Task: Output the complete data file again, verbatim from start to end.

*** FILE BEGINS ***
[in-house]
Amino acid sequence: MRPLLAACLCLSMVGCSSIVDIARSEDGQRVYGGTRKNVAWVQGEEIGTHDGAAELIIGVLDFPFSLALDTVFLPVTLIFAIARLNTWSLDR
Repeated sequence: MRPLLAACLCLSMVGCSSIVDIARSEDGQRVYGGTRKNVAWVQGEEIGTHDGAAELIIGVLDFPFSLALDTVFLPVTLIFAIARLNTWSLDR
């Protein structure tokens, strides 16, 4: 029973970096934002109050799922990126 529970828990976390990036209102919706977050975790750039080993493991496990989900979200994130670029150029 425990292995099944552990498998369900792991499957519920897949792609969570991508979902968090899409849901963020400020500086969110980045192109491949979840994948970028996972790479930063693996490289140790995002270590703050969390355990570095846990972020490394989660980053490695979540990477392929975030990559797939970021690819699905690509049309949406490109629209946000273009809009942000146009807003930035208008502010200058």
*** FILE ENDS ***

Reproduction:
[in-house]
Amino acid sequence: MRPLLAACLCLSMVGCSSIVDIARSEDGQRVYGGTRKNVAWVQGEEIGTHDGAAELIIGVLDFPFSLALDTVFLPVTLIFAIARLNTWSLDR
Repeated sequence: MRPLLAACLCLSMVGCSSIVDIARSEDGQRVYGGTRKNVAWVQGEEIGTHDGAAELIIGVLDFPFSLALDTVFLPVTLIFAIARLNTWSLDR
């Protein structure tokens, strides 16, 4: 029973970096934002109050799922990126 529970828990976390990036209102919706977050975790750039080993493991496990989900979200994130670029150029 425990292995099944552990498998369900792991499957519920897949792609969570991508979902968090899409849901963020400020500086969110980045192109491949979840994948970028996972790479930063693996490289140790995002270590703050969390355990570095846990972020490394989660980053490695979540990477392929975030990559797939970021690819699905690509049309949406490109629209946000273009809009942000146009807003930035208008502010200058």